Iowa in the Amazon
By Stephen Porder
November 24, 2013
A FEW years ago, one of my graduate students showed me a Google Earth image that changed my view of the world. On a photo showing all of South America, I could clearly see a single soybean farm in the Brazilian state of Mato Grosso. My first thought was that a farm that big, sitting on the edge of the Amazon, must be an environmental disaster. But when it comes to agricultural sustainability, all is not what it seems.
Providence Food Shed Justice Site Launches
What does it mean to map a food system? And is there a landscape of food justice? Moreover, how can Providence citizens foster a more ecologically, socially, and economically resilient food system, in the face of societal trends that encourage homogenization over diversity; industrialization over environmental health; and concentrated profits over equity?
Environmental task force to address climate change
By Maggie Livingstone, Senior Staff Writer, Brown Daily Herald
Tuesday, November 5, 2013
The University launched the Environmental Change Task Force — a committee composed of faculty members, administrators, undergraduates and graduate students — Monday, Provost Mark Schlissel P’15 wrote in a community-wide email.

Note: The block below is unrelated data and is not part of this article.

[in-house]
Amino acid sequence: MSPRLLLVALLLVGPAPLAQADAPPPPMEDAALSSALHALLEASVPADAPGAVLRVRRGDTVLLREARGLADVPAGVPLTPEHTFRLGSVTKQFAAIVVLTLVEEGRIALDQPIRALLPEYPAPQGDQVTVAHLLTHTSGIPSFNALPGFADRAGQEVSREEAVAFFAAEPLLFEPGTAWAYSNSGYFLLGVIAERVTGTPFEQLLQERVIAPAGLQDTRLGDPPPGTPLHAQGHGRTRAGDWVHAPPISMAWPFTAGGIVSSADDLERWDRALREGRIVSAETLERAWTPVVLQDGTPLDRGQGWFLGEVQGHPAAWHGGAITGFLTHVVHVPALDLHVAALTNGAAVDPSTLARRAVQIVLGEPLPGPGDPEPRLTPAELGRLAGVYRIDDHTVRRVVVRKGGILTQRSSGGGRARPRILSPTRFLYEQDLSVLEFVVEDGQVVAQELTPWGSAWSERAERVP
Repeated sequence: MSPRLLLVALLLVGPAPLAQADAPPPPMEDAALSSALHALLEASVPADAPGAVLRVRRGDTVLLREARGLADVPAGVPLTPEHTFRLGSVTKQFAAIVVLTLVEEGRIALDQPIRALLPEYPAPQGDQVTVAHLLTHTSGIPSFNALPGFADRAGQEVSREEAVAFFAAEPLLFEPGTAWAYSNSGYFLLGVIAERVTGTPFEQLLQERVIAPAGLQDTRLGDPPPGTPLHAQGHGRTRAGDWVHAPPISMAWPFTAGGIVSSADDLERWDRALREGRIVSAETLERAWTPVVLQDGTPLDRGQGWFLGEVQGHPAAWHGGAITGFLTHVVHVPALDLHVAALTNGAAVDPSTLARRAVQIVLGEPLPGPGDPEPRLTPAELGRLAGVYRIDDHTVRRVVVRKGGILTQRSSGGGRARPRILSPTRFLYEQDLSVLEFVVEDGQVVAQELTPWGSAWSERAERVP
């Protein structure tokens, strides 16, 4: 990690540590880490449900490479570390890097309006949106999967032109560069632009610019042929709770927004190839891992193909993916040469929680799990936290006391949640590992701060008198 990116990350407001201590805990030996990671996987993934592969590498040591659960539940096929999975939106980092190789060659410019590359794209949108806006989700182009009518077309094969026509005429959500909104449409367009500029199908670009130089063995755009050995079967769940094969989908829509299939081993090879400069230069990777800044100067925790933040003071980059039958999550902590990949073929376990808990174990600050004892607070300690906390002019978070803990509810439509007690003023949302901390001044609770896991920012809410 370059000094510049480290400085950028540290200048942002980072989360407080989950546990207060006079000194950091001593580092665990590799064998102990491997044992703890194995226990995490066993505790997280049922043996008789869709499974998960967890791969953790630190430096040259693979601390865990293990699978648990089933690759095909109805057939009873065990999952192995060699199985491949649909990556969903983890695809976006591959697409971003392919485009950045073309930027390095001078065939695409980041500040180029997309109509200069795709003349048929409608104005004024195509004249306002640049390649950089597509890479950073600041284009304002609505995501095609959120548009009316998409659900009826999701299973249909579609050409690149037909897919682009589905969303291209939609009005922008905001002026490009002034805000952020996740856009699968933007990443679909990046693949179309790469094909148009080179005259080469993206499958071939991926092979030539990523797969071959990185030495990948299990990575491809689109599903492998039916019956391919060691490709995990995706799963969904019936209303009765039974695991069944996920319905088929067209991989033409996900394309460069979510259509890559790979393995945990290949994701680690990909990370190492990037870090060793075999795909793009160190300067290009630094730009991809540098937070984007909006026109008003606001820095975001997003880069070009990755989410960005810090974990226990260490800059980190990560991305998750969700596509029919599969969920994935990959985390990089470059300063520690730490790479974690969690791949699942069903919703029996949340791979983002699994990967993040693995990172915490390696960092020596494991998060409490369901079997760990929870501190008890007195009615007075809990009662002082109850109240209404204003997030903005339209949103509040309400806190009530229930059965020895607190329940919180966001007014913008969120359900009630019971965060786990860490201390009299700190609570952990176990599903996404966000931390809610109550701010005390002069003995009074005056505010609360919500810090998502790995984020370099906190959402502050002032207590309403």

The group is charged with identifying issues pertinent to climate change on which the University can act at local and national levels, said Leah Vanwey, the task force’s chair and an associate professor of sociology.
Bicycle Sharing Coming to Providence
PROVIDENCE — A bike-sharing program is on its way. If all goes as planned, the city will soon have some 200 bicycles and 20 bike-share stations scattered across the East, West and South sides.
The Board of Contract & Supply recently awarded management of the project to Alta Bicycle Share of Portland, Ore. Alta runs bike-share programs for Boston and New York City. Social Bicycles Inc. of New York will provide the bikes and bike stations. Dynamic Bicycles of Bristol will have its chainless pedal system used in the bikes.
Students attend U.N. climate conference